Aside from that, Birgitte also provides us with even more references:

“The tower? It is a doorway, archer, to the realms of the Aelfinn and the Eelfinn.” She said the names as if he should recognize them. When he looked at her blankly, she said, “Did you ever play the game called Snakes and Foxes?”

“All children do. At least, they do in the Two Rivers. But they give it up when they get old enough to realize there’s no way to win.”

“Except to break the rules,” she said. “ ‘Courage to strengthen, fire to blind, music to daze, iron to bind.’ ”

“That’s a line from the game. I don’t understand. What does it have to do with this tower?”

“Those are the ways to win against the snakes and the foxes. The game is a remembrance of old dealings. It does not matter so long as you stay away from the Aelfinn and the Eelfinn. They are not evil the way the Shadow is evil, yet they are so different from humankind they might as well be. They are not to be trusted, archer.”

Oh, so much yummy reference, it does my heart good. The ‘Finn, of course, are a play on the Faeries/Fae/Sidhe of Celtic mythology, which even the most casual fantasy reader has undoubtedly run into in any number of incarnations. The Aes Sedai are a more direct riff on the name, but the Aelfinn and Eelfinn are definitely the more similar in character to the Celts’ conception of the fae—most obviously, of course, in their aversion to iron, their susceptibility to music, and their general alien tricksiness. The Sidhe were even divided into two factions or Courts, the Seelie and Unseelie, and lived in what the Celts totally would have called an alternate dimension if they’d had the vocabulary for it, which could only be accessed by certain significant (and tricksy) ingress points.

As for the game of Snakes and Foxes, I probably do talk about it later, as I say in the original post, but even though I’m absolutely not going to track it down right now, I’ll bet you I said something about Chutes and Ladders, because that’s definitely what the game instantly made me think of. Except you can actually win at Chutes and Ladders, of course. Although as someone who can attest to this, thanks to certain young nephews who shall remain nameless, it can take unbelievably frickin’ long to finish, it can be won, so the analogy isn’t perfect. So maybe it’s more like Chutes and Ladders combined with Tic-Tac-Toe, or some other similarly unwinnable game that teaches you the futility of global thermonuclear war is basically designed to torture parents and/or child-adjacent adults. Yaaaaay.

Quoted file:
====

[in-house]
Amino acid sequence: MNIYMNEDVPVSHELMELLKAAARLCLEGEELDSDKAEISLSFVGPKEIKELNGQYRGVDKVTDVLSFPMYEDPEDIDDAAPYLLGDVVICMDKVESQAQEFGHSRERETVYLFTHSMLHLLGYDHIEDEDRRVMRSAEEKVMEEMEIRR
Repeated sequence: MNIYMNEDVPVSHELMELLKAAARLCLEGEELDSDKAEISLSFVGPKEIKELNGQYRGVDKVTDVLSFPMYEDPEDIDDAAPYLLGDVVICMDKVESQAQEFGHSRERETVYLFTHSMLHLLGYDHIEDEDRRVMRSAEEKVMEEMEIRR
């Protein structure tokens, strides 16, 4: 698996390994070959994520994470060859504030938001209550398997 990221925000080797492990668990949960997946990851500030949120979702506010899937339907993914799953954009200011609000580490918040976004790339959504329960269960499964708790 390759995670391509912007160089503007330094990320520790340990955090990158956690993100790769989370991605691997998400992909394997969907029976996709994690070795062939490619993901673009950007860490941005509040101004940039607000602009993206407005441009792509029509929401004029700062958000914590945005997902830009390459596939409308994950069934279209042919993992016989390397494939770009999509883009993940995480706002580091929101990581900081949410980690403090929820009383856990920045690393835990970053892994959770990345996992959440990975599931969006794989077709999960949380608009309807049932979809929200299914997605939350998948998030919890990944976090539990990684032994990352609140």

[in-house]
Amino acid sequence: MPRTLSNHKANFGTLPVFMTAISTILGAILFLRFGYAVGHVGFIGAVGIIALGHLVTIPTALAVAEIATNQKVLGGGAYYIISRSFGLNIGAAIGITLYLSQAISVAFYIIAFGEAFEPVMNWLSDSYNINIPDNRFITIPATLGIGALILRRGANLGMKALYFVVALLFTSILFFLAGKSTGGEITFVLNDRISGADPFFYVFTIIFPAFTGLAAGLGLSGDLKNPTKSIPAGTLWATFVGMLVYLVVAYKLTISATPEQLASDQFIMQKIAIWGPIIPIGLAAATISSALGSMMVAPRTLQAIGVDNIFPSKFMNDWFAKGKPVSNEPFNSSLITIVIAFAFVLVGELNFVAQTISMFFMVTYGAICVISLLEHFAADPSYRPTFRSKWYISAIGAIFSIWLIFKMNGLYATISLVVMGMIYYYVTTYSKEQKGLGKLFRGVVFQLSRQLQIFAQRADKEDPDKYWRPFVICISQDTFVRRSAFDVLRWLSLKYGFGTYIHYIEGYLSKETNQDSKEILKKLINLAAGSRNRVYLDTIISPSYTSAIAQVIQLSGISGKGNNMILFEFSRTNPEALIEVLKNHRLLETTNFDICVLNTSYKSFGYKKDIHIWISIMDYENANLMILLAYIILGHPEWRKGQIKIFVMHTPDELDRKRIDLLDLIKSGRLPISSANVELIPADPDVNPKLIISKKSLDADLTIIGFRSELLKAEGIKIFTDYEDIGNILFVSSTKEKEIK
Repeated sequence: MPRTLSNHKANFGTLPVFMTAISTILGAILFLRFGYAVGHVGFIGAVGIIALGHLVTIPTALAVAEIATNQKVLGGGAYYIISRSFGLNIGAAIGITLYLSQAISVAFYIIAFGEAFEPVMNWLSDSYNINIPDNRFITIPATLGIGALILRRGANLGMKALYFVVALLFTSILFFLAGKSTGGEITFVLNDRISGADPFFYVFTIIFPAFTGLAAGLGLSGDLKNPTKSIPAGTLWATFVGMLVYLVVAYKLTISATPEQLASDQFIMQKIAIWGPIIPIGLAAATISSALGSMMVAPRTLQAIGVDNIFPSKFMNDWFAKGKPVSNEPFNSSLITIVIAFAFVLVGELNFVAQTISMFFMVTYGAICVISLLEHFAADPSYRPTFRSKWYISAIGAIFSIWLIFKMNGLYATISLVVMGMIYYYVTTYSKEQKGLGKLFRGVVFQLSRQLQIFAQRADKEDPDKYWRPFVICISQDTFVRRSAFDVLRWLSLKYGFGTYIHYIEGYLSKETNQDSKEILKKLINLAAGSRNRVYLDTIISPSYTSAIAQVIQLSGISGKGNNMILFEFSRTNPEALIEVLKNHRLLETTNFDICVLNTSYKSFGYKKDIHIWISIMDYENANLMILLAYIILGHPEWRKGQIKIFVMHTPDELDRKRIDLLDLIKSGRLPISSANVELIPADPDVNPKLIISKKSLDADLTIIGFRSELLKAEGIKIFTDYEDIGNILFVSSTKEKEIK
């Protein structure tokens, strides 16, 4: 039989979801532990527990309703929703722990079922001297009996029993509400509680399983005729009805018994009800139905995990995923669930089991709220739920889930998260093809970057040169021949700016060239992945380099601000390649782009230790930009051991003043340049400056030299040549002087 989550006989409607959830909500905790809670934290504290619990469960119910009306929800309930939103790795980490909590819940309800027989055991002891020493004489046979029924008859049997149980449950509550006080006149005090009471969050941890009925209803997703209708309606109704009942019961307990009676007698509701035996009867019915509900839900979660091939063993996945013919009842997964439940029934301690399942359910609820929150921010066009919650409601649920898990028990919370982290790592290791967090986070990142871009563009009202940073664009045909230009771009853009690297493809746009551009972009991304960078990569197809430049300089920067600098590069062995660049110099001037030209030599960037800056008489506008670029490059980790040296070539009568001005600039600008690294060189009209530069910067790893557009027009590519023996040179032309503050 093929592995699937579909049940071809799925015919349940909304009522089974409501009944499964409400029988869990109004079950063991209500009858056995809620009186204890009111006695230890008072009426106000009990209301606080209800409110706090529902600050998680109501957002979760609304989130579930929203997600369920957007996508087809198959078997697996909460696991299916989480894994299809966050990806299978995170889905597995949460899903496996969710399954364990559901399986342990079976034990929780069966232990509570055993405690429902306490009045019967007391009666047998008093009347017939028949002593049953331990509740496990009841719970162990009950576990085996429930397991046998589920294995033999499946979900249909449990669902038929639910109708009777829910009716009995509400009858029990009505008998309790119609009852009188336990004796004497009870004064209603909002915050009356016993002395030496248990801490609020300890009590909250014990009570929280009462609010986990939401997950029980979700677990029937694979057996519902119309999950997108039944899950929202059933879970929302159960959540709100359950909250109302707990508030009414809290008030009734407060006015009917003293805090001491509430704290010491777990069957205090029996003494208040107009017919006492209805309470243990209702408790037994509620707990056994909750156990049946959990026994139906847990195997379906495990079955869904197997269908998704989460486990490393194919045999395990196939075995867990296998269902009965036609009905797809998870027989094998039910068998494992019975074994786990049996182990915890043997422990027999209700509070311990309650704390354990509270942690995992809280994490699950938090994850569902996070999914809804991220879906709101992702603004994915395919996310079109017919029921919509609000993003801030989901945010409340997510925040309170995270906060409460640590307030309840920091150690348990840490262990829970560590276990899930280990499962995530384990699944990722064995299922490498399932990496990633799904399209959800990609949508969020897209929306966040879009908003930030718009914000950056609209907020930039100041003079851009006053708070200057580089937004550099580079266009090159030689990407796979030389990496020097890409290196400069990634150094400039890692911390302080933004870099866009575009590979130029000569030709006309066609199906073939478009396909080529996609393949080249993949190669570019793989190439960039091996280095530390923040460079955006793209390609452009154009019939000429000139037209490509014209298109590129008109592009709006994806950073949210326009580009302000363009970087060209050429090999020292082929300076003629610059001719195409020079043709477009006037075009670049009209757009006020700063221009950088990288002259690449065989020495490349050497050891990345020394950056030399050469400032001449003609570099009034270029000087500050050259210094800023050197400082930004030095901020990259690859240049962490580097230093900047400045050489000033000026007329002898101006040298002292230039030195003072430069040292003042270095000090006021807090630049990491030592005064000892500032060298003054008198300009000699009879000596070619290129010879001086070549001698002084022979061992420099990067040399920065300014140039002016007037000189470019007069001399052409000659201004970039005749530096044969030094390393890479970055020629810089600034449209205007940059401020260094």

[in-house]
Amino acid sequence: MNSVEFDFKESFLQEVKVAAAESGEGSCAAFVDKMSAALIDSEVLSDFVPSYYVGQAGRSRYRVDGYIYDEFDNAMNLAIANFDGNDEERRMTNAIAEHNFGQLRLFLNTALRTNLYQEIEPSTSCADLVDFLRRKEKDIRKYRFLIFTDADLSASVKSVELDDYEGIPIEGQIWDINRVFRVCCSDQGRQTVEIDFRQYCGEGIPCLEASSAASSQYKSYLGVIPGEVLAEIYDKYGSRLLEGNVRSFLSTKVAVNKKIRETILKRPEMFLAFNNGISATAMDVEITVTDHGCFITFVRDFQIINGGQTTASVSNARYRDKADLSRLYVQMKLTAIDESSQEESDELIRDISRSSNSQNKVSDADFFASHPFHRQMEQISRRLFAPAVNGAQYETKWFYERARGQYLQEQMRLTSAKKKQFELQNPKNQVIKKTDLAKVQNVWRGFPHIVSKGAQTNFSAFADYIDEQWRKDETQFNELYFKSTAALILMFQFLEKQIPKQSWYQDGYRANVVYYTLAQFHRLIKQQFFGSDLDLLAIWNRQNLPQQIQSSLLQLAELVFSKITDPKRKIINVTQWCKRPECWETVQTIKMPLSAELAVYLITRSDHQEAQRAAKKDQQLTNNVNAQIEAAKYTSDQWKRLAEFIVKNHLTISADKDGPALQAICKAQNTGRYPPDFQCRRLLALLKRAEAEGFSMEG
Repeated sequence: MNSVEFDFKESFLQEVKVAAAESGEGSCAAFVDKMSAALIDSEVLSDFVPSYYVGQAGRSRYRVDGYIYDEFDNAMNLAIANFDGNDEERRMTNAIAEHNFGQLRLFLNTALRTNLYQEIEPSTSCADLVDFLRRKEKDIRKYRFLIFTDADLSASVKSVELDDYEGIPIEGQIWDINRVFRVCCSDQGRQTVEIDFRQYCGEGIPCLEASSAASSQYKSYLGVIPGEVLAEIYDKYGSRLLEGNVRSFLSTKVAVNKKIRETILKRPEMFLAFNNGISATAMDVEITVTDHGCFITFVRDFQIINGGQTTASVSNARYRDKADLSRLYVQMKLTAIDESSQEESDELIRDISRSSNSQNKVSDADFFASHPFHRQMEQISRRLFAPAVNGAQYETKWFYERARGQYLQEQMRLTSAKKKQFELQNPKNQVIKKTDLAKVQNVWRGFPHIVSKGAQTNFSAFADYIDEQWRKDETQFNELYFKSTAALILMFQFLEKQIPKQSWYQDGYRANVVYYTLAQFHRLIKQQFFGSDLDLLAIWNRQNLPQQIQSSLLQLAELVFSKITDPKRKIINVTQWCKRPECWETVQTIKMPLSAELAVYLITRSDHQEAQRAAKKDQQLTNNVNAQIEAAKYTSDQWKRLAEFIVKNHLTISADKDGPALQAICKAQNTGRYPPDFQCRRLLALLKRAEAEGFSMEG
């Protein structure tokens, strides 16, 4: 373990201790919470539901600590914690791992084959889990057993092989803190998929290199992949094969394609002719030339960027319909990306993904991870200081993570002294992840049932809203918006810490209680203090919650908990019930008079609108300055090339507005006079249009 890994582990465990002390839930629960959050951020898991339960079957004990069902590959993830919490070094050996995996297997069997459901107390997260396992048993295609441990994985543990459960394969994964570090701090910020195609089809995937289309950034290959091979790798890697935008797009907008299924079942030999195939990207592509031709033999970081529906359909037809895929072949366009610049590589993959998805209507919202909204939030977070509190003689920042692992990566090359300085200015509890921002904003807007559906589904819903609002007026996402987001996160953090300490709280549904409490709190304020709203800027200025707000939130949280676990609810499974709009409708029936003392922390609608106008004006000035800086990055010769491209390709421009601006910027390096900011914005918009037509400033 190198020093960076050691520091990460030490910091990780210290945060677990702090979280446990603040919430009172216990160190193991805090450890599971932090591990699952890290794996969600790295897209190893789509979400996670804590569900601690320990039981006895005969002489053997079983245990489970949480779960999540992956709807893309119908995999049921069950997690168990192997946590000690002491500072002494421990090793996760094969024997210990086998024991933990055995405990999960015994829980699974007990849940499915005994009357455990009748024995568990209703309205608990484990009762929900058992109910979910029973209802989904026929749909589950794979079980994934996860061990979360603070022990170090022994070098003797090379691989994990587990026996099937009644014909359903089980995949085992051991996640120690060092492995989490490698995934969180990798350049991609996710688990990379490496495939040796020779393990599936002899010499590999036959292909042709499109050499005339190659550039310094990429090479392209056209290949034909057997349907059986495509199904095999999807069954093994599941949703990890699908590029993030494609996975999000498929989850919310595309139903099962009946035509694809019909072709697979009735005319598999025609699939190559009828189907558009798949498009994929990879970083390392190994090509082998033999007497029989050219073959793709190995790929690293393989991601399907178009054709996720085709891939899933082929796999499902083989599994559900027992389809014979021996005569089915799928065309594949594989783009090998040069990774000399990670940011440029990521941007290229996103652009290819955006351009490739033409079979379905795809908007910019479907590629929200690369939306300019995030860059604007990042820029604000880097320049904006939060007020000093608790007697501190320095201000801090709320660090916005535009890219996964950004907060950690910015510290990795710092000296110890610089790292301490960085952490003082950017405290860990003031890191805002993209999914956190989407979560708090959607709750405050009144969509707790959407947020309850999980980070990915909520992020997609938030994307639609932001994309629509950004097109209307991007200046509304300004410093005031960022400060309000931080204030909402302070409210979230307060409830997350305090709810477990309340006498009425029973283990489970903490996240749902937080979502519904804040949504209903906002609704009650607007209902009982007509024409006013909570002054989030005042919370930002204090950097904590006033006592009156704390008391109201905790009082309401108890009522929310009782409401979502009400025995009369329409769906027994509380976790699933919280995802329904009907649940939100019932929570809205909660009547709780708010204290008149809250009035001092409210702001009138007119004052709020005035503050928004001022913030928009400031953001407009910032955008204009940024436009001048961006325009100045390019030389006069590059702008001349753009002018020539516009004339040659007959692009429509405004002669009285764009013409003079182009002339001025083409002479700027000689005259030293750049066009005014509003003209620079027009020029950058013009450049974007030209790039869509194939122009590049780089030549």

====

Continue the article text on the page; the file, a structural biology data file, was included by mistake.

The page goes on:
Fun fact That I Did Not Know (Or Possibly Just Forgot) Until I Googled It Just Now: The game Chutes and Ladders, as commercialized by Milton Bradley in the States, is actually based on an ancient Indian board game called Snakes and Ladders, which means my association of the American game with Jordan’s Snakes and Foxes was absolutely not an accident. Though Jordan’s version seems to throw out the inherent morality aspect of the game in its various real-world incarnations in favor of, well, making it match up with his version of the Sidhe, who are not so big on that whole morality thing. The only “moral” of Snakes and Foxes, therefore, seems to be that the only winning move is not to play. How about a nice game of chess?

(Okay, I know. But I couldn’t resist!)

Aand I had intended to do another chapter, but I’m not sure yet where I want to pick up again after this, so instead of being arbitrary with it, I’m going to stop here. Have a week or two, chirren, and I’ll see you again Tuesday after next!